Government officials from the Philippines are in Qatar this week to negotiate a newly enforced requirement that could prevent thousands of Filipino professionals from legally working here.
All expat engineers and architects are required to officially register with Qatar’s Urban Planning and Development Authority (UPDA), which issues equivalency certificates that enable them to practice in the state.
However, Qatari authorities apparently do not recognize certain education and work experience certificates issued for Filipino professionals, according to a statement by the Philippines’ Labor Secretary.
The deadline to register closes today (Jan. 31), but some 12,000 Filipino expats have not been able to get the certification because the system does not recognize their shorter school career, Labor and Employment minister Rosalinda Dimapilis-Baldoz said in a statement.
Professional Regulation Commission acting chairperson Angeline T. Chua Chiaco and Patricia B. Licuanan, Chairperson of the Commission on Higher Education, had been due to fly to Qatar over the weekend to meet with Qatar’s Minister of Education and Higher Education, Dr. Mohammed Abdul Wahed Ali Al Hammadi, to resolve the issue, Baldoz added.
Qatar’s UPDA website requires people who are registering as engineers and architects to have 12 years of basic education, plus four or more years of higher education under their belts.
But until 2011, students in the Philippines only had six years of primary education and four years of high school for a total of 10 years, before going to college or university.
The Philippines government has since introduced a K-12 education system, which complies with requirements from Qatar and other countries.
According to Baldoz:
“The Supreme Education Council (now Ministry of Education and Higher Education) considers the 12-year basic education program as equivalent to a high school diploma.
As such, Filipino engineers could not register with the UPDA because all of them underwent only 10 years of basic education, and the Qatari authorities have only issued a two-year diploma equivalency for engineering degrees earned in Philippine higher education institutions (HEIs),” Baldoz said.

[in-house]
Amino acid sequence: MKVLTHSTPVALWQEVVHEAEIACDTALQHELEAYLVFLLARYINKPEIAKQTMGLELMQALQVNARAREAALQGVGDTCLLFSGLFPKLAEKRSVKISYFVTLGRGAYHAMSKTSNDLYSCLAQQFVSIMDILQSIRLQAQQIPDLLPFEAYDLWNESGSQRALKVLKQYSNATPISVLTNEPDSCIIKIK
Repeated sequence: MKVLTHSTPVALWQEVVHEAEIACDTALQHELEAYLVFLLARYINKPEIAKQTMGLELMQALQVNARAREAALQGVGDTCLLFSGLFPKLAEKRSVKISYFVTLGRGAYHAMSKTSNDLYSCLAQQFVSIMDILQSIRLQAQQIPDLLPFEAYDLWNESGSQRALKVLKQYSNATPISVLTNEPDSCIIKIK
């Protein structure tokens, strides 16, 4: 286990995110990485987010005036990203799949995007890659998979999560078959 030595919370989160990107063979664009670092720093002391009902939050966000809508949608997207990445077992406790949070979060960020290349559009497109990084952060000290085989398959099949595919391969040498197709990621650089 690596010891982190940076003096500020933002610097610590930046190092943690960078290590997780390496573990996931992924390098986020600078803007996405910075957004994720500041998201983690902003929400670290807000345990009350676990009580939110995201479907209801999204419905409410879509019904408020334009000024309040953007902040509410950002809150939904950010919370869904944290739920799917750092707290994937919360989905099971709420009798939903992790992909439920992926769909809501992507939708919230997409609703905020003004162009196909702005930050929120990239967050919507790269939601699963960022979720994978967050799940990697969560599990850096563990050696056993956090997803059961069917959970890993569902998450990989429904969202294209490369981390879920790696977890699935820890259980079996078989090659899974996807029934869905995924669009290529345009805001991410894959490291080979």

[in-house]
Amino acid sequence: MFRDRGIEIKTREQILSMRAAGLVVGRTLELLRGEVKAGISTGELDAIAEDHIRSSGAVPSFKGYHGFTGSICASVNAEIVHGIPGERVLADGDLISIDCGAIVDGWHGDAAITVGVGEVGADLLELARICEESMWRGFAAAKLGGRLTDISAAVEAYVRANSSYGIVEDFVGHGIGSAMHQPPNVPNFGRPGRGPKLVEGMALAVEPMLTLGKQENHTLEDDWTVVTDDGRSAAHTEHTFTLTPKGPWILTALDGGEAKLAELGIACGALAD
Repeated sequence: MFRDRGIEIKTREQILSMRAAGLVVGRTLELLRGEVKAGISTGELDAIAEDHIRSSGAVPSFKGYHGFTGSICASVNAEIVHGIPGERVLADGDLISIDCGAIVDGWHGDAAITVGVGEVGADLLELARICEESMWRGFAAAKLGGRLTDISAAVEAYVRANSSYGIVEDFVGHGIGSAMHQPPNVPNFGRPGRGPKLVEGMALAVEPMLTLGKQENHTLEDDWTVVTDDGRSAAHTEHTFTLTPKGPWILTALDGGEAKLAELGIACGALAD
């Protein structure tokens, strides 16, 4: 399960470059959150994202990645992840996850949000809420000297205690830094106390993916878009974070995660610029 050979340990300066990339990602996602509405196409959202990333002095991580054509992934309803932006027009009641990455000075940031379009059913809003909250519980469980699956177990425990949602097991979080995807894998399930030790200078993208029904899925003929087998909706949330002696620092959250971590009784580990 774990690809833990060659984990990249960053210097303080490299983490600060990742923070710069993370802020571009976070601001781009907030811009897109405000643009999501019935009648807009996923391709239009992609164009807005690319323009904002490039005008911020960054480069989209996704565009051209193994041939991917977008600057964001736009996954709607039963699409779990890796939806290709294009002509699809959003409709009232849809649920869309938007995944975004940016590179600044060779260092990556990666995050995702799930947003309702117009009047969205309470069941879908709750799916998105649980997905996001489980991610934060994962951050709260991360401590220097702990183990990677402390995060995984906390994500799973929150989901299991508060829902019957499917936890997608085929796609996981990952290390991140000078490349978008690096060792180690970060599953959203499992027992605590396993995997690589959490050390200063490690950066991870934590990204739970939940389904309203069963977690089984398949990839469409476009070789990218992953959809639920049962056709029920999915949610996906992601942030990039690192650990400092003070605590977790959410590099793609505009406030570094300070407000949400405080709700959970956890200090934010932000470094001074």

“If an OFW (overseas foreign worker) engineer, or any foreign engineer for that matter, is unable to register with the UPDA, he/she cannot practice his profession in Qatar. In short, the 12,000 OFW engineers could possibly be displaced from their jobs.”
But she said she was “optimistic” that the talks would result in Filipino professionals’ qualifications being accepted, adding that Qatari employers were “open and supportive” of their requests.
Baldoz added that she was not aware that the new system had resulted in any Filipino architects or engineers losing their jobs yet.
The issue comes amid increasing demand for Filipino labor in Qatar with the number of job openings increasing from 85,510 in 2014 to 104,872, according to records by the Philippines’ Overseas Employment Administration (POEA).
There are 172,000 Filipino workers registered in Qatar, of which half (86,000) are highly-skilled and over 17 percent (23,000) are professionals.
Philippine-trained architects and engineers in Qatar earn between QR7,500 and QR23,000 a month, Baldoz said.
Semi- or low-skilled workers and domestic staff each represent around 17 percent (30,000) of the total Filipino workforce here in Qatar.
The Philippines and Qatar have long been in talks over a prospective agreement on education cooperation between the two countries, which the Philippines mission in Qatar said it hopes will be signed this year.